Leaving Nairobi, Kenya, Anita arrived in Britain around 1963-1964 when she was about seven years of age. She recalls settling into the local area and the lifelong friendships that grew:
I was seven and in infant school. I became friendly with one particular girl, Rebecca, who hooked herself onto me. She started taking me home. And I remember the first day, I only know this story now because her mother, who is in her nineties and still alive, and I had lunch a few weeks ago. She said to me – Rebecca was always being looked after by granny, because she lived with them – “I came home, and nanny said to me, ‘There’s a little brown girl playing in the garden all afternoon, and I’ve said it’s tea-time, but she won’t go home.’” I was the little brown girl.
I have this memory of my mum…Because there were six siblings, there was always lots of young people in our house. They were all English people, because that’s where we lived, those were the streets in Selly Oak. I remember my mum just making mountains of roti and daal because all the kids fancied it. It was a novelty. My brother’s friends used to come to the house and have roti.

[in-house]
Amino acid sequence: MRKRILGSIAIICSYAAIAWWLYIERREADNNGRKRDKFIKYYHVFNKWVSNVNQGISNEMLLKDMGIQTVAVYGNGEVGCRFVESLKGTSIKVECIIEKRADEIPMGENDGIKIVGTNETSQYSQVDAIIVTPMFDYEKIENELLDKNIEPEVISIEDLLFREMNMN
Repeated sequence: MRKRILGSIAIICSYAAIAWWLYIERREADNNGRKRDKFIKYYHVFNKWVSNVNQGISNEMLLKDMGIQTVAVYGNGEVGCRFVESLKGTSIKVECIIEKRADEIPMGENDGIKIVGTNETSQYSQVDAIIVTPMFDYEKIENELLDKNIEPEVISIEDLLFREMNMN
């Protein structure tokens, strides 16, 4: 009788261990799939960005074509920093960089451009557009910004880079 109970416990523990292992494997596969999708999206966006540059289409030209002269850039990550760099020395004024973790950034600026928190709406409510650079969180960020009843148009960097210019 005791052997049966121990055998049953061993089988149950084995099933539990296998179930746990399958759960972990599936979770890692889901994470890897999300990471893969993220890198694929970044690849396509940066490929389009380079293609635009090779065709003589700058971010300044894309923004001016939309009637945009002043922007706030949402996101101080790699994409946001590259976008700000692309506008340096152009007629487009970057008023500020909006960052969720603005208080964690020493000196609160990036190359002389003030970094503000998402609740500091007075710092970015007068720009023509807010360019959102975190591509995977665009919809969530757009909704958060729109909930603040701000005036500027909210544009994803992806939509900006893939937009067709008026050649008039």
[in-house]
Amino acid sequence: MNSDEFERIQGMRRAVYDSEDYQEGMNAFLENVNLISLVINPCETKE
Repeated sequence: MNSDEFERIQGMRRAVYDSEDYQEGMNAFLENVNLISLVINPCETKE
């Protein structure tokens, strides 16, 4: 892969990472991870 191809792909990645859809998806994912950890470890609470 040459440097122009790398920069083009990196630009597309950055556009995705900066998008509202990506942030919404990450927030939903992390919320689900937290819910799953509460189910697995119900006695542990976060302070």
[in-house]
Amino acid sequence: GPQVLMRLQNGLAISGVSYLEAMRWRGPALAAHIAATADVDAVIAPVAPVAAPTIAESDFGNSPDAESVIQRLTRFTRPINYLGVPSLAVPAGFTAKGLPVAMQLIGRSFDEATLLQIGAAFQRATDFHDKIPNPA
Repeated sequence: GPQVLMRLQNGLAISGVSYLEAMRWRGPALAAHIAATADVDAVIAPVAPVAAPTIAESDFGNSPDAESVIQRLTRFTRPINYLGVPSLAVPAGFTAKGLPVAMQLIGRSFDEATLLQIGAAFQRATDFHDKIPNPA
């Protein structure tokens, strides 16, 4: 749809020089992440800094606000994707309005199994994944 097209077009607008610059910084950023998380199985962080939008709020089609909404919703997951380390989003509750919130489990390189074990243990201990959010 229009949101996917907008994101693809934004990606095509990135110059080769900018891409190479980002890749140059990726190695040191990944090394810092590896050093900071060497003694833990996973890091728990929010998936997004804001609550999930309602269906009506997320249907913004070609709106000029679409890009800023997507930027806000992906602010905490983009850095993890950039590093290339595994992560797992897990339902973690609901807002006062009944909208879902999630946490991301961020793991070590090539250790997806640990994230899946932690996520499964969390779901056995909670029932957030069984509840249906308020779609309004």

As we were growing up, it was kind of idyllic. We played in the streets a lot. There were no cars around. We had bicycles that we shared, second hand bicycles.
Anita recalls the aftermath of Enoch Powell’s Rivers of Blood speech:
When Enoch Powell’s ‘Rivers of Blood’ speech happen[ned] in Birmingham. I remember being at secondary school. But there was a real sea-change of attitude in the playground. Boys who used to send me Valentine’s Day cards, would turn around and suddenly I was a Paki and wog. And I remember some of the young people bringing in The Sun, or whatever the paper was at the time, and shaking it in front of me, because they were all reading these papers and picking it up from their parents.